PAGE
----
- Michigan – 7.39%
- South Carolina – 8.14%
- Delaware – 8.19%
- Maine – 8.33%
- New Mexico – 8.56%
- Oklahoma – 8.63%
- Mississippi – 8.91%
- Pennsylvania – 9.02%
- Alaska – 9.17%
- Oregon – 9.95%
Voter demographics 
|The Presidential Vote In Social Groups (In Percentages)|
|Party and ideology|
|Gender and marital status|
|17||Born Again, religious right||23||61||15||26||65||8|
|17||18–29 years old||43||34||22||53||34||10|
|33||30–44 years old||41||38||21||48||41||9|
|26||45–59 years old||41||40||19||48||41||9|
|24||60 and older||50||38||12||48||44||7|
|6||Not a high school graduate||54||28||18||59||28||11|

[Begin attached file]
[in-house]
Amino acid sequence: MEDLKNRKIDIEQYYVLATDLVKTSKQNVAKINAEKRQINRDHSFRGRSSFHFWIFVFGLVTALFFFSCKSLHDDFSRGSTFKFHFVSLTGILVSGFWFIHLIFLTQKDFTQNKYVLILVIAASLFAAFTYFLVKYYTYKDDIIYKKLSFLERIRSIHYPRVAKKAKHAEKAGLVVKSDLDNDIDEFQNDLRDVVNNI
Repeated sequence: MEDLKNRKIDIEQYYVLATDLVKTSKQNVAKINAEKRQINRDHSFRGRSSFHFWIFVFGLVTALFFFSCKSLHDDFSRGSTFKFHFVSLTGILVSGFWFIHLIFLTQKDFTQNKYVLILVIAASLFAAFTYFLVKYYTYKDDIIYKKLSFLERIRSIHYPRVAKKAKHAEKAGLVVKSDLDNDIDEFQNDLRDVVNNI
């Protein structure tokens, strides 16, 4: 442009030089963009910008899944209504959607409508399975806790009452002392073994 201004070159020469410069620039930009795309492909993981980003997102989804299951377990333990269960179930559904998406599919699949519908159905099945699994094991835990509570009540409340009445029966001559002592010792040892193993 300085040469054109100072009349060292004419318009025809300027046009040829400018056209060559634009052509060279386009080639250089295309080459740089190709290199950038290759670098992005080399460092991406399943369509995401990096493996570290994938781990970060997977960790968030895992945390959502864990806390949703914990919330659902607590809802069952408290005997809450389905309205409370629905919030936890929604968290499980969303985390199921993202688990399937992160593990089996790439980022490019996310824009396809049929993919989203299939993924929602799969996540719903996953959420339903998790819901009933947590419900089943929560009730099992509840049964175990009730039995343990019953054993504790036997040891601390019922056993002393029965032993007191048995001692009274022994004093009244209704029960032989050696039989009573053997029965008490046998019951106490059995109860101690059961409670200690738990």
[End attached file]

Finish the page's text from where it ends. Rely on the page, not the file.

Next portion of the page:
|24||High school graduate||43||36||21||51||35||13|
|27||Some college education||41||37||21||48||40||10|
|17||Post graduate education||50||36||14||52||40||5|
|10||Population over 500,000||58||28||13||68||25||6|
|21||Population 50,000 to 500,000||50||33||16||50||39||8|
|30||Rural areas, towns||39||40||20||45||44||10|
See also 
- Chicken George
- "Giant sucking sound"
- "It's the economy, stupid"
- "Read my lips: no new taxes"
- History of the United States (1991–present)
- United States Senate election, 1992
- "Dave Leip's Atlas of U.S. Presidential Elections". uselectionatlas.org. Retrieved 2012-10-21.
- Our Campaigns – US President – R Primaries Race – February 1, 1992
- Ifill, Gwen (July 10, 1992), "Clinton Selects Senator Gore Of Tennessee As Running Mate", The New York Times
- Al Gore, United States Senate
- "The 1992 Campaign: On the Trail; Poll Gives Perot a Clear Lead", The New York Times, June 11, 1992